Dubai/Thiruvananthapuram, April 8
The de-boarding of a Kerala MP from an Air India aircraft today erupted into a major row with the Parliamentarian being accused of calling the pilot a “glorified driver” while the politician threatened to move Parliament’s Privileges Committee on the issue.
Charges flew thick and fast and denials followed with Rajya Sabha MP P.V. Abdul Wahab alleging “rude” behaviour by the pilot and the Indian Commercial Pilots Association (ICPA) claiming that the IUMl leader “opened the cockpit door, entered inside and abused the pilot”.
But the MP, who was a resident of the UAE for the past 32 years, and shifted residence to Kerala after becoming a Rajya Sabha MP, told PTI after reaching Dubai he never entered the cockpit. An Air India official also denied that the pilot had spoken rudely.
Wahab and his wife were to fly from Kozhikode to Kochi from where they were to catch a connecting flight to Dubai but were ordered to disembark. The pilot also reportedly questioned an airline official why the plane was being delayed after they allegedly reached late. The couple reached Dubai by another flight.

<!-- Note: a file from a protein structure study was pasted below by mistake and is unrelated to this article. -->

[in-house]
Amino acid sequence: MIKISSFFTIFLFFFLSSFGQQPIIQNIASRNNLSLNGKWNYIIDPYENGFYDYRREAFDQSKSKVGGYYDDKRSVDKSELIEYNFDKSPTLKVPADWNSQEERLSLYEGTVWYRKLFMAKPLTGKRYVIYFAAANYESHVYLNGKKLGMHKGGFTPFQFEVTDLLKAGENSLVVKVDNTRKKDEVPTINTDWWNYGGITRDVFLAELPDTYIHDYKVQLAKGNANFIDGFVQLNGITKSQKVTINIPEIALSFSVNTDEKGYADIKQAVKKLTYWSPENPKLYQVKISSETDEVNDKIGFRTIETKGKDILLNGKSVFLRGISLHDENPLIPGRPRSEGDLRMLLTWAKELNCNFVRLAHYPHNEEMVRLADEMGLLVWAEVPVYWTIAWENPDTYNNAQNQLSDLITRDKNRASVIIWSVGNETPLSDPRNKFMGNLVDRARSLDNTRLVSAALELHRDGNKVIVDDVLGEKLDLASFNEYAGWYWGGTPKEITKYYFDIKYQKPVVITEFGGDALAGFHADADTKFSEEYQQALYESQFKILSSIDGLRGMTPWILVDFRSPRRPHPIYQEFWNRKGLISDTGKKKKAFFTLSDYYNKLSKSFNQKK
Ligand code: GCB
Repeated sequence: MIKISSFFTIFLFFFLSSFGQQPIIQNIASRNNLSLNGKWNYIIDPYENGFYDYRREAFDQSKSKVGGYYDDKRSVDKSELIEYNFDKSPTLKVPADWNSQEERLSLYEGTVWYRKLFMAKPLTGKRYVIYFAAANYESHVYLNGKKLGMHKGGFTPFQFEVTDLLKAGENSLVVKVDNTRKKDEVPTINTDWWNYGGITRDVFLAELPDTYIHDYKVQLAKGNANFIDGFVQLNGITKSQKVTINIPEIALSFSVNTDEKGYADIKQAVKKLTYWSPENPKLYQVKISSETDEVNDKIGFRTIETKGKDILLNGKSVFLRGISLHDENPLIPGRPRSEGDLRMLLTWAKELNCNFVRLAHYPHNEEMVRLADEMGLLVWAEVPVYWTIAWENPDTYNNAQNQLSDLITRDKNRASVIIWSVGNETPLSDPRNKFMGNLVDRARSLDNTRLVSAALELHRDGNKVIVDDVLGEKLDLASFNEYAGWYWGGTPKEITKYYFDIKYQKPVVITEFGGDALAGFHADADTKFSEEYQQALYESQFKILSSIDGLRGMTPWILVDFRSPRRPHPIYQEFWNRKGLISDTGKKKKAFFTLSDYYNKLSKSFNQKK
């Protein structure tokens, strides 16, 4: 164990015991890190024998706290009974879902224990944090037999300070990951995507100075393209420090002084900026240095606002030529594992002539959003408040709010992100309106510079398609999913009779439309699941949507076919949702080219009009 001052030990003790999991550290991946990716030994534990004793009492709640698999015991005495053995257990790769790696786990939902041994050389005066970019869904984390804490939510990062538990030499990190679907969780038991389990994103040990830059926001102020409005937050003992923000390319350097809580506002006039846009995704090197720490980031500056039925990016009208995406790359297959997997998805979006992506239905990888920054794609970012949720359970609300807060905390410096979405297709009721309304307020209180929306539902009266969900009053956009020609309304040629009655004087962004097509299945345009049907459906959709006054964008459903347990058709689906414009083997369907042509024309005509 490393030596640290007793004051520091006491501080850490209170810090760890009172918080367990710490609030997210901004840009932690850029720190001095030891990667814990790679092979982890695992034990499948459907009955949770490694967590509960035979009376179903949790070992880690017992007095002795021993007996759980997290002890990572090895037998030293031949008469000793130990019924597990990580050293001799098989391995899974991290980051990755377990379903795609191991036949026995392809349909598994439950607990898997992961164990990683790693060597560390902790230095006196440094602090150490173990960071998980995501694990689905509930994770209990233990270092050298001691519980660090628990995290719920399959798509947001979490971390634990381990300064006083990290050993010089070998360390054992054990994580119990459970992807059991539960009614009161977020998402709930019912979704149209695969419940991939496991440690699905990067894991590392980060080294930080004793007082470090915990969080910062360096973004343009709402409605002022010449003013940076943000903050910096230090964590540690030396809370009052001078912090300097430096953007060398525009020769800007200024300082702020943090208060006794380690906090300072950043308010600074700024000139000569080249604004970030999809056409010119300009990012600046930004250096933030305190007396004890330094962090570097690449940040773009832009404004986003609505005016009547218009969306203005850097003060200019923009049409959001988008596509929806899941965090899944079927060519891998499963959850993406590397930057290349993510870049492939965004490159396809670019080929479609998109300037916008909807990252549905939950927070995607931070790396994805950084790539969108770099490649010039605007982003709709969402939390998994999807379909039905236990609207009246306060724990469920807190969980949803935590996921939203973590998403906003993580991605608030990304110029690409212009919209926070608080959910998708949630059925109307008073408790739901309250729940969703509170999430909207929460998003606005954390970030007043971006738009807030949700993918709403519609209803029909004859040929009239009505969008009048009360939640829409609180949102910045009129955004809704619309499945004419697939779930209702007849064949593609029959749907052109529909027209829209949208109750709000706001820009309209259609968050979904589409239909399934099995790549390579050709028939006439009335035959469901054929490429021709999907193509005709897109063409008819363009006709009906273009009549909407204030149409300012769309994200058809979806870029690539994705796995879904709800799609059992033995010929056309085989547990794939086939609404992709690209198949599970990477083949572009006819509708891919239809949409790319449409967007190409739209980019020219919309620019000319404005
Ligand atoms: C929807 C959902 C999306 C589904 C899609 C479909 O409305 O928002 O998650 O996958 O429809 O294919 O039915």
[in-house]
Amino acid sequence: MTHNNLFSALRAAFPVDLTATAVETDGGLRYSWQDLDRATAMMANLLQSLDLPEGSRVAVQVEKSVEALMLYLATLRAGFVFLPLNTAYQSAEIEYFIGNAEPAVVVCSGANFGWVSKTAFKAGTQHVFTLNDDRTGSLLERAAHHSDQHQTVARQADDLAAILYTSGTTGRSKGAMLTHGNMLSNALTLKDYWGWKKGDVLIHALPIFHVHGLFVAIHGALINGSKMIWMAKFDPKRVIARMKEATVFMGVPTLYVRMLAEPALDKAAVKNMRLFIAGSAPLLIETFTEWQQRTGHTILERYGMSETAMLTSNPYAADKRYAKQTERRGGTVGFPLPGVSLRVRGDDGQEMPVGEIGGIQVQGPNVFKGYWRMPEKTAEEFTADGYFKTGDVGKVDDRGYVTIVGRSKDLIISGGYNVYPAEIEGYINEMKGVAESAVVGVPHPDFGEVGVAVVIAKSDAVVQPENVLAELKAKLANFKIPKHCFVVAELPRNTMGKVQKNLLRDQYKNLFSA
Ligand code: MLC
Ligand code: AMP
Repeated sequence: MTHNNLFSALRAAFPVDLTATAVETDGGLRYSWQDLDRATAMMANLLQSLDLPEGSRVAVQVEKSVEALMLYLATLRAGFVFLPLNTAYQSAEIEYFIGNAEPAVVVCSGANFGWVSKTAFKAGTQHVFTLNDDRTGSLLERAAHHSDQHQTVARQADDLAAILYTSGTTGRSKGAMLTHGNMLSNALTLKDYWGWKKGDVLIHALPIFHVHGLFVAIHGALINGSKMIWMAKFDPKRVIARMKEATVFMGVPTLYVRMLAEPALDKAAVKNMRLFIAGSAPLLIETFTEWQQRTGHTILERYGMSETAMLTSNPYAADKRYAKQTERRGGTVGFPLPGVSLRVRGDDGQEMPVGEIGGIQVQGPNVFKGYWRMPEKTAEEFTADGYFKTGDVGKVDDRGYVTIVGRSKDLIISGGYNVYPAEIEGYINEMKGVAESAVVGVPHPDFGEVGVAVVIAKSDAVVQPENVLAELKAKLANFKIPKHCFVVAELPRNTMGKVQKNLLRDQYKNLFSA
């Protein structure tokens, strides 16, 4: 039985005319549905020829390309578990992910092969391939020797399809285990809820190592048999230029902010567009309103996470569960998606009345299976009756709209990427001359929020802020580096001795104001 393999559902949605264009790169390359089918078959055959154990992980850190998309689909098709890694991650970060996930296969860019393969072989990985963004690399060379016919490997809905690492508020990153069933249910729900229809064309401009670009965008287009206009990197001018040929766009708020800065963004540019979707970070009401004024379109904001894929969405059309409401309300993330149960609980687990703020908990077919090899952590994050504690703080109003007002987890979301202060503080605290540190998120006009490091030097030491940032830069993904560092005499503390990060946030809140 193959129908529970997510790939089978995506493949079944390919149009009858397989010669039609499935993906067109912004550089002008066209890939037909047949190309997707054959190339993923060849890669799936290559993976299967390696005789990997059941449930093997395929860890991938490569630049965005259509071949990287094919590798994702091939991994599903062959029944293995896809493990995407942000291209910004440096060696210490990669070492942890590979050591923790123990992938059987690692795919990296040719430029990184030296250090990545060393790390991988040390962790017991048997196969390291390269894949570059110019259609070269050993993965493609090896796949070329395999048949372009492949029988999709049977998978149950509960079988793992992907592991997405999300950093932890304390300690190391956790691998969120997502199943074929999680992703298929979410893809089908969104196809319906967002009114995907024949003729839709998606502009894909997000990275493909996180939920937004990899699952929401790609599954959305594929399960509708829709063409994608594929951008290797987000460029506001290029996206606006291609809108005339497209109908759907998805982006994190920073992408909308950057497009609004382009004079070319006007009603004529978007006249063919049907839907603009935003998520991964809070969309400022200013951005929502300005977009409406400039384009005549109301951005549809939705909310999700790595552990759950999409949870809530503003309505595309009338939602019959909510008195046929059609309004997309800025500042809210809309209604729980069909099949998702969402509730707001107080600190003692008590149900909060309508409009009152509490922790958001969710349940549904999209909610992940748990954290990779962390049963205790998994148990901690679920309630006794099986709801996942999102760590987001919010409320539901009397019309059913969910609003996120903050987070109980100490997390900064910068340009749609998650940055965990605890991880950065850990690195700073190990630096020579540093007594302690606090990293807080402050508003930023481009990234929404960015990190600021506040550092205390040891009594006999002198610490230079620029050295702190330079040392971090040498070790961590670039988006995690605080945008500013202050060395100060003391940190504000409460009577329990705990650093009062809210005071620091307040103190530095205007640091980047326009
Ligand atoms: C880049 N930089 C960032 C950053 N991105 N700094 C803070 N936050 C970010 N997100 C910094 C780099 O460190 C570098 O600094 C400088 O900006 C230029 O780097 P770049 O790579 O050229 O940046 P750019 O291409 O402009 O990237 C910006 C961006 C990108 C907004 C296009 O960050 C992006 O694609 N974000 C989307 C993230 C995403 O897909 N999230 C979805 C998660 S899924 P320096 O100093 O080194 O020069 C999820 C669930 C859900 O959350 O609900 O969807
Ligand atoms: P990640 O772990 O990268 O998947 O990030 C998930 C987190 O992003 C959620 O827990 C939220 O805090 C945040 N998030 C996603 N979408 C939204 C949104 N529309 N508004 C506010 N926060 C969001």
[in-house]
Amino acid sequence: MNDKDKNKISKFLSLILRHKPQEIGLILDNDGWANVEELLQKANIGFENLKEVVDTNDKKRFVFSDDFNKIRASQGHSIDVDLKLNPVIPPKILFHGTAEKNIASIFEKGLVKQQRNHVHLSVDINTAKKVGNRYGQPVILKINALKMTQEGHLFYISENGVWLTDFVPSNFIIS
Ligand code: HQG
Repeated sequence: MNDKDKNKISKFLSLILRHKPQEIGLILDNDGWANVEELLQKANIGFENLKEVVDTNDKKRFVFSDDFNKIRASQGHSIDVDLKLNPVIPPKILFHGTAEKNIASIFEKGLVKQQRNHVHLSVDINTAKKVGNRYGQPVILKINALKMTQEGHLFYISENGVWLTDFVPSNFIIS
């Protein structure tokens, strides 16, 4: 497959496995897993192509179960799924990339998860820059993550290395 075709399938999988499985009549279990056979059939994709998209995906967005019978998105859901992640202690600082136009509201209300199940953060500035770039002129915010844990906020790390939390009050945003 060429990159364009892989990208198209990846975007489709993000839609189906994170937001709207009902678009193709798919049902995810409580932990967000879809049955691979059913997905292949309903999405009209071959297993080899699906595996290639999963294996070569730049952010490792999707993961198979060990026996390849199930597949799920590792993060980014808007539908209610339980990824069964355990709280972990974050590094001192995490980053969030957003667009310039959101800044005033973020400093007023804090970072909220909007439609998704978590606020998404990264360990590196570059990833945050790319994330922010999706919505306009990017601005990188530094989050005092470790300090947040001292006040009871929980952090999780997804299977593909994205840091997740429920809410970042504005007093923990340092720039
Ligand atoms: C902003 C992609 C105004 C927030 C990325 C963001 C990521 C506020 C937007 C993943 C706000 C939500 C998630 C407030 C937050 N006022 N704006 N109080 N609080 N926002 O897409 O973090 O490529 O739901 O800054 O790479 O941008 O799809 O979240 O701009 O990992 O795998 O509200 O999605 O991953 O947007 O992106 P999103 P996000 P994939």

Supporting the pilot, Capt Rajat Rana the ICPA said it would protest if any action was taken against him.
ICPA general secretary Capt Vikram Yadav told PTI that the MP was asked to disembark from the aircraft only after he “entered a totally restricted zone which is illegal.”
The passenger was abusing the pilot by calling him “a glorified driver” even on ground and had threatened to get him “grounded”, he claimed and asserted that “if any action is taken against the pilot, the ICPA will fully back him”.
When contacted, an Air India spokesperson said: “We are ascertaining the facts in view of different versions coming out on the incident”.
Captain Rana told reporters “I did whatever keeping flight security in mind. It had nothing to do with any personal remarks or anything”.
Earlier, an official of the airline in Kozhikode said: “The MP had disembarked from the aircraft on his own after an argument with the pilot”.